Málaga is more than a beach destination for sun-starved Northern Europeans.
This thriving port city on the southern tip of Spain has a rich history and is crammed with art galleries and museums. It has a charming old town and is home to a monumental cathedral and a majestic castle.
But what are the best things to see if you have just two days in Málaga?
This is where I can help. I spent a weekend in Málaga and am excited to share my road-tested itinerary along with lots of travel tips.
Let’s explore the city where the sun shines for more than 300 days a year.
Some articles on this website contain affiliate links. This means that I may earn a small commission if you make a purchase through these links. As an Amazon Associate, I earn from qualifying purchases. Read the full disclosure here.
DAY ONE: EXPLORING MÁLAGA’S HISTORY
Gibralfaro, Alcazaba, Roman Theatre, Málaga Cathedral, Bishop’s Palace, Flamenco show
DAY TWO: PICASSO AND THE BEACH
Picasso Museum, Centre Pompidou Málaga, Muelle Uno, Malagueta Beach, Sunset catamaran cruise
BEST WAY TO GET AROUND MÁLAGA: On foot
BEST MONTHS TO VISIT MÁLAGA: Spring & Autumn. December is also popular.
2 Days in Malaga Itinerary
DAY 1: DISCOVER MÁLAGA’S HISTORY
I recommend that you spend your first day in Málaga in and around its charming Old Town. This day’s itinerary takes in the key historical sites, building in time to mooch around the street and squares of the historical centre.
Málaga was founded by the Phoenicians in the 8th Century BC and prospered as a trading port for the Romans from 218 BC. After the fall of the Roman Empire in the 5th Century AD, it was held by the Vandals and the Visigoths until the Moors invaded early in the 8th Century.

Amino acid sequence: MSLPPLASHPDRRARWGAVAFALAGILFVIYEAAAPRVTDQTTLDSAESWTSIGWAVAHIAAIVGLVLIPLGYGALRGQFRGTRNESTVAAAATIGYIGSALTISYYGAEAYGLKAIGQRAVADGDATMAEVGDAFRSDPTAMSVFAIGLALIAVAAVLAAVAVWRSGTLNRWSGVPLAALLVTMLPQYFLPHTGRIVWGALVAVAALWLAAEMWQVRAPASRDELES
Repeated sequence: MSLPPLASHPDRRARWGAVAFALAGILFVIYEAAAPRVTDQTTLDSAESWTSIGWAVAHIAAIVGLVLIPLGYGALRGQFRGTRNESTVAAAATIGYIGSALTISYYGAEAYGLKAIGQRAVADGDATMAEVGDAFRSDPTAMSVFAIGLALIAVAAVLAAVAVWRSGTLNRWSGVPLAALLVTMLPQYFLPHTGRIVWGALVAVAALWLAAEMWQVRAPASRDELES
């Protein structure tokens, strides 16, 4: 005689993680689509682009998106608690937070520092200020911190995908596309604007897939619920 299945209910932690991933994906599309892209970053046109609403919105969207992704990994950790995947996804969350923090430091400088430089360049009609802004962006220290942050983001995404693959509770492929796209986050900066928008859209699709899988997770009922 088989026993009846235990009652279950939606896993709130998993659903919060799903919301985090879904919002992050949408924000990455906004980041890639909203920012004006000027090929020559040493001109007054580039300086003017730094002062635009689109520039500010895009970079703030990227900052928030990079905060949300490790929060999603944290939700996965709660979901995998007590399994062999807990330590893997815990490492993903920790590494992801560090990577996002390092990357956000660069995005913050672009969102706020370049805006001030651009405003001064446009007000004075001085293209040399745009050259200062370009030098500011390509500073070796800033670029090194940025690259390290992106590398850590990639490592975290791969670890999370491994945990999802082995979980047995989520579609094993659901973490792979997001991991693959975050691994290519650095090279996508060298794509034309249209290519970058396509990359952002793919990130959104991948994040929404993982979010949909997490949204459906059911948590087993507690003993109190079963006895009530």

In 1487, the city was taken by Christian forces, after which it went into decline. It was not until the 19th Century that Málaga would see its fortunes reversed.
There has been a market in Plaza de la Merced since at least the 15th Century and its roots can be traced back to the Romans. Plaza de la Constitución has been the beating heart of Málaga since the Moorish period.
If you want to learn more about Málaga’s Old Town, join a free walking tour with Explore Málaga. The local guides are a mine of knowledge and this tour will help you get the lay of the land.
These 90-minute tours run every day at 11:00 and 13:00 from Plaza de la Constitución. At the end of the tour you give the guide the amount you consider fair (these guys and girls earn a living through these tips).
Castillo de Gibralfaro
The Gibralfaro Castle (Castillo de Gibralfaro) dominates Málaga.
The original 10th-century castle was enlarged by Yusuf I of Granada between 1344 and 1354 to protect the Alcazaba and to house troops. Following the reconquest, it acted as a temporary residence for the Catholic monarchs.
From its lofty height, there are magnificent views over Málaga, its port and the Mediterranean. It’s said that you can see Morocco on a clear day.
Gibralfaro has seasonal opening times and there is a small admission fee (free admission on Sundays after 2 p.m.).
Getting to the Gibralfaro Castle
I went there on foot, taking the path that winds its way around the side of the Alcazaba. This walk is spectacularly pretty but also spectacularly steep. I don’t advise tackling it in the heat of the midday sun.